3 Tips to Raise Readers and Writers in the Digital Age
Literacy is the hallmark of great leaders, social catalysts and entrepreneurs. Knowing how to articulate ideas succinctly makes for a good communicator as well as knowing how to listen and respond to others.
However, the point and click nature of the digital age has been seen as corrosive to developing our children’s literacy; their reading and writing skills along with their love for it. In fact, studies have shown that the love for reading books among children declines after 8 years and up because of the distractions of tween life.
In a talk given by Literacy Coordinators Monica Lopez Javier and Stephanie Barredo of Keys School Manila for a Mom School event by Mommy Mundo at Ayala Mall’s The 30th, they shared insights on how to tackle these issues. Monica gave tips on reading and writing while Stephanie, an Apple Professional Learning Specialist, taught us about integrating digital advancements to the classroom.
Their overall message was that we don’t need to reinvent the wheel to create readers and writers. As you will discover, our child’s love to open a book is determined by our own regular habits as readers and compassionate communicators. We need to help jumpstart their love affair for reading and writing by taking the lead with these three tips:
1. Respect is the Word
We need to respect our child’s development. We can be too eager for our child to reach her milestones. Yet, only fools rush in. Before reading and writing, literacy begins with simple conversations about daily life. During this time, we need to converse with clear sentences and complete ideas rather than broken down phrases. And when they do respond, we need to pause and listen for their answers. This process teaches both parent and child how to be thoughtful conversationalists by allowing breathing space to express one’s thoughts.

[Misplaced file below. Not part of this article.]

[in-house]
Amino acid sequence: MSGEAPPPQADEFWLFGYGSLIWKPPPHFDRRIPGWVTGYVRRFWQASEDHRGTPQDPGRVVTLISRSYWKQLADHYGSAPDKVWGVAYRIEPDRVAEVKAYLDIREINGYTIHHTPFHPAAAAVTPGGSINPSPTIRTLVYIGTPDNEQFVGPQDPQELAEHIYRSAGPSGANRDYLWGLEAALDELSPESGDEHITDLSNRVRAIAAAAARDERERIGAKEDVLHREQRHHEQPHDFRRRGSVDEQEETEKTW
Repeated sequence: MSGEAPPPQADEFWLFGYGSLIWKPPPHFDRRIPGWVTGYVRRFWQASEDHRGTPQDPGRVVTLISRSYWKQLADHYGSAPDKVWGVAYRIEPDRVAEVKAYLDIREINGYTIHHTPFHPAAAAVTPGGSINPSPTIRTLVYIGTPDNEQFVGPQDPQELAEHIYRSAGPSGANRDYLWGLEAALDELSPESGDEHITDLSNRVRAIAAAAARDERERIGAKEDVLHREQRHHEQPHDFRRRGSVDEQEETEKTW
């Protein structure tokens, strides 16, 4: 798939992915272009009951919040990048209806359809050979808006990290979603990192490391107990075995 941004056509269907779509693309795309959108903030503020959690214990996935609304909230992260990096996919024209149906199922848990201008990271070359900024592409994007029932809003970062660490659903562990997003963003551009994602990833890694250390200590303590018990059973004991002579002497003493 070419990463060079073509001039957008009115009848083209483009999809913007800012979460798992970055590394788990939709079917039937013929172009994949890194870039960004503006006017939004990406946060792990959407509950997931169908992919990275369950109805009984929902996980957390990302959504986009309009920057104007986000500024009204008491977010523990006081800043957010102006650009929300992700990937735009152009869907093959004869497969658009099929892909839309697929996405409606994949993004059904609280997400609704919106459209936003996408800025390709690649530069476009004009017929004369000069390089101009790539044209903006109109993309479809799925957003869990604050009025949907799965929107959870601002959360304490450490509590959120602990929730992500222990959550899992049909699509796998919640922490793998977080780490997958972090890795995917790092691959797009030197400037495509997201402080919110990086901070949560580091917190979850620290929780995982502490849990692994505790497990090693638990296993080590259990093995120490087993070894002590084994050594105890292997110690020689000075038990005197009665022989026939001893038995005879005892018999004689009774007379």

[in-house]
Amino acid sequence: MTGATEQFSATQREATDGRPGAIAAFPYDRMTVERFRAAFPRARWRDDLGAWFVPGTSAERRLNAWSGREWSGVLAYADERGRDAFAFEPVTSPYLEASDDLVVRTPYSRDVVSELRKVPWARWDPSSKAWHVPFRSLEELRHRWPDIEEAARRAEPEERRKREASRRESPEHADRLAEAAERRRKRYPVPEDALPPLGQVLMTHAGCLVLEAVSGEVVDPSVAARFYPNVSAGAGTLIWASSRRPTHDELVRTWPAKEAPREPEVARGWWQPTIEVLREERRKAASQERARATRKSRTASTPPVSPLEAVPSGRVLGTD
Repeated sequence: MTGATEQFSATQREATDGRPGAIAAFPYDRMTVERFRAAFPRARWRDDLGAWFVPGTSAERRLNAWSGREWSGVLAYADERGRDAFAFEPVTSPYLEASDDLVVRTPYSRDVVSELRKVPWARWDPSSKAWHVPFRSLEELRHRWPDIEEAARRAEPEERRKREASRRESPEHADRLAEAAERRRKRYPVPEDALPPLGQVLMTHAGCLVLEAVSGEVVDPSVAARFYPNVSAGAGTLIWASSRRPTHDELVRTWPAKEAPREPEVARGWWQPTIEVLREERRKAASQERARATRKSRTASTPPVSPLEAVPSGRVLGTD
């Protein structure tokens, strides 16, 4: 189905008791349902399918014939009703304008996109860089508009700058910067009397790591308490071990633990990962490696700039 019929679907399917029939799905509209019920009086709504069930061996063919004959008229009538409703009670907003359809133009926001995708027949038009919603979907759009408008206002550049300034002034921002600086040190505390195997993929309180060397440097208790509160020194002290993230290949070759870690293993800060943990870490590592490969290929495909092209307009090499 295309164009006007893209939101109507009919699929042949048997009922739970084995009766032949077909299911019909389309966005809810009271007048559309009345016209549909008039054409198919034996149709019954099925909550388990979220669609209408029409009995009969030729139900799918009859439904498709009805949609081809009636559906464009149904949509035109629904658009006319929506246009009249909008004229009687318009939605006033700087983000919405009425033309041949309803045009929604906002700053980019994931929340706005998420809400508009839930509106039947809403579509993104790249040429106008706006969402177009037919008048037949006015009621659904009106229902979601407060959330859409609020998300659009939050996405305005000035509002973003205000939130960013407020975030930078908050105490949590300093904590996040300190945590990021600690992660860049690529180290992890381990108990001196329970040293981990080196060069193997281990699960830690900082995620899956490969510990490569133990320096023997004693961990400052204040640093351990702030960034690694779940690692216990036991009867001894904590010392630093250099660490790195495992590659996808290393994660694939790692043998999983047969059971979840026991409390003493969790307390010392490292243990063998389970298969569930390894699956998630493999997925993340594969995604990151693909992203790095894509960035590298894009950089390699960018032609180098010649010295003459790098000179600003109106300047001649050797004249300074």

As for writing, respect begins with encouraging their attempts at marking and drawing on paper. Holding a pencil or crayon is a wonderful start to making writing a natural part of their lives. Eventually, they can hone their writing skills by helping out with grocery lists and writing letters on greeting cards. These are moments that will show how writing is an essential and powerful part of life.
2. Be An Open Book
Conversations are key because words don’t exist in a vacuum. Children learn how words are used within a specific context through our varied stories. By telling them our daily joys and trials, we show them that family is a place for free expression. Aside from being their mom and dad, we are also their friends. They shouldn’t be afraid to be honest with us. This honesty comes from our own examples and how we tell our stories with authenticity and compassion. In this case, we teach our kids the value of empathy and how to read and relate both verbal and nonverbal cues.
3. Time Flies When You Are Having Fun
As their parent and friend, our chief duty is to form intimate bonds with our children rather than being their school monitor. As such, engaging with media isn’t about implementing constricting rules of don’ts. Rather, it is about filling more fun hours to learn about the world through reading, writing, and conversation.
As their mentors for life, we can have a fun time by learning with our children. They can teach us about gadgets and trendy things while we can share our love for books. The gauge of a win-win situation for literacy is when we forget about the time. When there is less counting the hours of iPad use and more moments of wanting the family conversations to never end, you are opening the hearts of your children to an effortless love for literacy.
About the Contributor
Jan Vincent Ong is an Advocacy and Flow consultant for the Philippine Pediatric Society, the national organization for pediatricians. He teaches mental wellness through the physiological and psychosocial benefits of Play. After work, he practices play like a big kid through improvisational theater, creating art for kids and yoga. You can email him at firstname.lastname@example.org.